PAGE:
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Name: People v. Acosta
Case #: B261828
Court: CA Court of Appeal
District 2 DCA
Division: 5
Opinion Date: 11/20/2015

The offense of felony attempted auto burglary (Pen. Code, §§ 664, 459) is not subject to reduction to a misdemeanor under Proposition 47. In 2014, appellant filed a petition seeking reduction of his felony attempted auto burglary to a misdemeanor under Proposition 47. It was denied and he appealed. Held: Affirmed. Proposition 47 reduced certain drug and theft offenses to misdemeanors. Penal Code section 1170.18, which lists the offenses that may be reduced to misdemeanors, does not include car burglary or its attempt. Penal Code section 490.2, which was enacted as part of Proposition 47, makes obtaining any property by theft a misdemeanor where the value of the property does not exceed $ 950. But burglary of a motor vehicle (Pen. Code, § 459) is not included within the reach of section 490.2 because theft is not an element of the offense. Auto burglary is committed by entry into a locked vehicle with the intent to commit grand or petit larceny; it may be committed without an actual taking.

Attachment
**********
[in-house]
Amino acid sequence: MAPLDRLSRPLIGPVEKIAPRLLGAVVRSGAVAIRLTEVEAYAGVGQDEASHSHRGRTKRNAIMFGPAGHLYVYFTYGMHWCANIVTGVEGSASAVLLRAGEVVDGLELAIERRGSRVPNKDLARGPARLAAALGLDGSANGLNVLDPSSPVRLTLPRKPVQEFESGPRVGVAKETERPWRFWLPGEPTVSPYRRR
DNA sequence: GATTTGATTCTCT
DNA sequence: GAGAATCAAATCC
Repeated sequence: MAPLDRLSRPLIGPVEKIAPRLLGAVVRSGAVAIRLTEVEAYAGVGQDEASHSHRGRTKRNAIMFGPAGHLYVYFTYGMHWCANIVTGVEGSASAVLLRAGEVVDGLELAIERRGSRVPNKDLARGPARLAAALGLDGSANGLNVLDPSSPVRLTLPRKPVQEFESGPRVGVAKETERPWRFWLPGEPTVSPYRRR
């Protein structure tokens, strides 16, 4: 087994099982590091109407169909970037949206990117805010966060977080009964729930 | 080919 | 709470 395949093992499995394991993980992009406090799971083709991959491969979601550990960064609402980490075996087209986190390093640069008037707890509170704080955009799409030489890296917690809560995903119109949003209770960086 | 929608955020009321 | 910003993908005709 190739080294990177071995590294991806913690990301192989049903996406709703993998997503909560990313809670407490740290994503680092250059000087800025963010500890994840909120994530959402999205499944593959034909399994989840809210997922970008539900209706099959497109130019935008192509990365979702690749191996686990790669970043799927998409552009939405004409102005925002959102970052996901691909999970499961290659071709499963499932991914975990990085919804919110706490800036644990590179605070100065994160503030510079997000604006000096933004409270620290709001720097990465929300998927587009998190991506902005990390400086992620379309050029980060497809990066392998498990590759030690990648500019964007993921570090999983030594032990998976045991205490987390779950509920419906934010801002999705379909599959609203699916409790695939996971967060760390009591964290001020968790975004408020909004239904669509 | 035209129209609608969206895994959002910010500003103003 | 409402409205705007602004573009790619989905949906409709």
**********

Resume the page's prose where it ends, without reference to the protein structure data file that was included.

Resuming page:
The new offense of misdemeanor shoplifting (Pen. Code, § 459.5), does not reflect that Proposition 47 was intended to apply to burglaries. Section 459.5 applies to offenders who enter an open commercial establishment during regular business hours, with intent to commit larceny. It does not reference any other type of burglary offenses, and auto burglary does not fall within the definition of misdemeanor shoplifting.

Appellant is not denied equal protection because Proposition 47 does not apply to his attempted vehicle burglary, even though grand theft of an automobile with a value of $950 or less is subject to reduction to a misdemeanor. Appellant argued he was denied equal protection because a conviction of grand theft of a vehicle worth $950 or less is now a misdemeanor under Proposition 47 (Pen. Code, § 490.2). His claim failed under the rational basis test because the Legislature has considerable latitude in determining the consequences of criminal acts. The electorate could rationally extend misdemeanor treatment to some nonviolent offenses and not to others “as a means of testing whether Proposition 47 has a positive or negative impact on the criminal justice system.” Further, the electorate could have concluded that car burglary should be treated more harshly than vehicle theft because it requires entry into a locked vehicle, which is not an element of vehicle theft.